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My own Yak hybrid "Suffolk Pink"

DavidS

By Davids


My own Yak hybrid "Suffolk Pink"

About 20 years ago, I tried my hand at hybriding: my aim was to maintain the compact habit and leaf form of the species, while transfusing a bit more "red blood" into
the family. This I did by using the pollen from the red Yak hybrid "Dopey" one of the Seven Dwarfs!

I sowed the seeds, and grew on about 20 seedlings, discarding any that didn't conform to the compact habit and leaf shape I wanted.

I had to wait SIX YEARS ( from pollination) to see my first flowers.The result was leaf-form and compact habit of the species, with deeper and longer-lasting colour.

There are other better pinks around, but this is MY BABY!



Comments on this photo

 

Wonderful and congratulation on such success. It is very pretty.

10 Jun, 2013

 

That's beautiful David, well done you!

10 Jun, 2013

 

well worth the wait

11 Jun, 2013

bjs
Bjs
 

David
Congratulations quite an achievement, How old is this one now .
Have you continued to grow many more of the seedlings and if so was there much variation. I imagine space could be a factor, for you being ruthless with them I would think be quite difficult.
Have you been tempted to try any other crosses.
B.

8 Jul, 2013

 

Thanks for your comment pjs; the Suffolk Pink Yak Rhodo
is now over 20 years old, and is 2ft. across: I only grew-on the one seeding: as that project took up 6 years of my life, my instinct is to "tick the box" and move on; job done! My time and energy was then spent on developing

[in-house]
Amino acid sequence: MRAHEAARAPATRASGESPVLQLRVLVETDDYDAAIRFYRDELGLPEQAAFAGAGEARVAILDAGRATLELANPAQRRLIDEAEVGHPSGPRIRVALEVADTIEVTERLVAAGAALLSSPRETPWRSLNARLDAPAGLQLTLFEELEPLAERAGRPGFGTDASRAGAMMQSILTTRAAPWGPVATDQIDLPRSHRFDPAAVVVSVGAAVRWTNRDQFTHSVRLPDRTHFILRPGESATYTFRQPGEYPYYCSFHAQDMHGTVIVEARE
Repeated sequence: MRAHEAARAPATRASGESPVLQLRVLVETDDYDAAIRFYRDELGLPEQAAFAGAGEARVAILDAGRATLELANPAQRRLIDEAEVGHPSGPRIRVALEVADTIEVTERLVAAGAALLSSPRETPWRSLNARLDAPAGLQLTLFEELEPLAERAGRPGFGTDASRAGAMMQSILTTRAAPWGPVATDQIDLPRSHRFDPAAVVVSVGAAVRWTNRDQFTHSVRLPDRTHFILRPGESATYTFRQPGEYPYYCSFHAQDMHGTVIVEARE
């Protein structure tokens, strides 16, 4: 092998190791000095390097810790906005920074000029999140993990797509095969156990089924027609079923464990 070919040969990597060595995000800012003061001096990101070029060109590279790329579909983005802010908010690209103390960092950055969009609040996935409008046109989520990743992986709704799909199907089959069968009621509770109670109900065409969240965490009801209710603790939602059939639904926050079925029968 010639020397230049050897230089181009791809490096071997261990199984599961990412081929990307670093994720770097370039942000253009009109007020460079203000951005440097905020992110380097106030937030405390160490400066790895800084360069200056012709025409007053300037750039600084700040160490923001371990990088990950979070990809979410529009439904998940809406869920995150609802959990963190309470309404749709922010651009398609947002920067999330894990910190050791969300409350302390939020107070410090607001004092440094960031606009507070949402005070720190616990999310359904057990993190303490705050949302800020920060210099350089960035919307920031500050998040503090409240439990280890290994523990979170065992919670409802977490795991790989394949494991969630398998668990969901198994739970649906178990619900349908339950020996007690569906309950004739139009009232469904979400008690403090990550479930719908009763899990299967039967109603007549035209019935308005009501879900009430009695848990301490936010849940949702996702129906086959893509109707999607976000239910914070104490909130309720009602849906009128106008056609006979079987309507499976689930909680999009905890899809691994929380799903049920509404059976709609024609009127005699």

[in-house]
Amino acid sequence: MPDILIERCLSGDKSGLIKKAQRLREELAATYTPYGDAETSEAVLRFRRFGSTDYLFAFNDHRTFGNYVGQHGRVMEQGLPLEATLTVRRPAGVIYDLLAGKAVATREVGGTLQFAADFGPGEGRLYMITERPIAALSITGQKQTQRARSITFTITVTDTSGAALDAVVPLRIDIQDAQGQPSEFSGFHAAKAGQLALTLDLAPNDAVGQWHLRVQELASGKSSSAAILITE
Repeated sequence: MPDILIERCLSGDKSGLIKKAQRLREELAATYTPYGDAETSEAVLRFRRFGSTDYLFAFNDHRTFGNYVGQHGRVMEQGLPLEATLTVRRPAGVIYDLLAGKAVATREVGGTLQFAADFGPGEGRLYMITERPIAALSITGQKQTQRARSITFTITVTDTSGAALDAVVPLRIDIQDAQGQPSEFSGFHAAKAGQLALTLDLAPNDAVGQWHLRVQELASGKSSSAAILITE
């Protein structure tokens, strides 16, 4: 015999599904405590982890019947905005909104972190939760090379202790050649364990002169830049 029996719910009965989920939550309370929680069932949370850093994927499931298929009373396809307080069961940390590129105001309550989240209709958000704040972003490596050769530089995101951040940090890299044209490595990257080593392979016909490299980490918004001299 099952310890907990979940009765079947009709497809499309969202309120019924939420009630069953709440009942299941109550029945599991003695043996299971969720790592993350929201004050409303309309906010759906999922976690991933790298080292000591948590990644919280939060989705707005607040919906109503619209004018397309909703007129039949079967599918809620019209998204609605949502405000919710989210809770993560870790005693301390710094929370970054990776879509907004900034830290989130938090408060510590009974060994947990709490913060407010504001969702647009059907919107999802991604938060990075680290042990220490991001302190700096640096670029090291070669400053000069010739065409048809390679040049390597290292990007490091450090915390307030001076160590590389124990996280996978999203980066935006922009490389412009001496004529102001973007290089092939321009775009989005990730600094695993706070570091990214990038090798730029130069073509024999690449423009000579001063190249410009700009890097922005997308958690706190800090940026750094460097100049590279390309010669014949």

my small "vinyard" and rose garden. Good luck with your
hybridizing projects.

8 Jul, 2013

 

6 years not wasted.

nice colour great it lasts a bit longer.

from jane.

21 Jul, 2013

 

I really like the deep pink color of the flowers and it sure does have a lot of them! Have you considered trying to sell any of your hybrids commercially?

7 Feb, 2014

 

Thanks for your reply RK, no, I did not consider selling my hybrids, They are projects which I enjoy, and learn a lot, and after the thrill of the result, I move on to the next project, - you could call me a gardening, thrill-seeker! After the Rhodo project, I moved on to planting a new rose garden, and developing my garden-vineyard; I now grow 25 disease-resistant grapevine, and making
good quality wine.

David

7 Feb, 2014

 

That is impressive, I have wanted to try cross-pollinating some of my daphnes but as often as they flower the only one that ever sets fruit is Daphne tangutica. I think it's great that you have been able to do that AND get good results!

8 Feb, 2014



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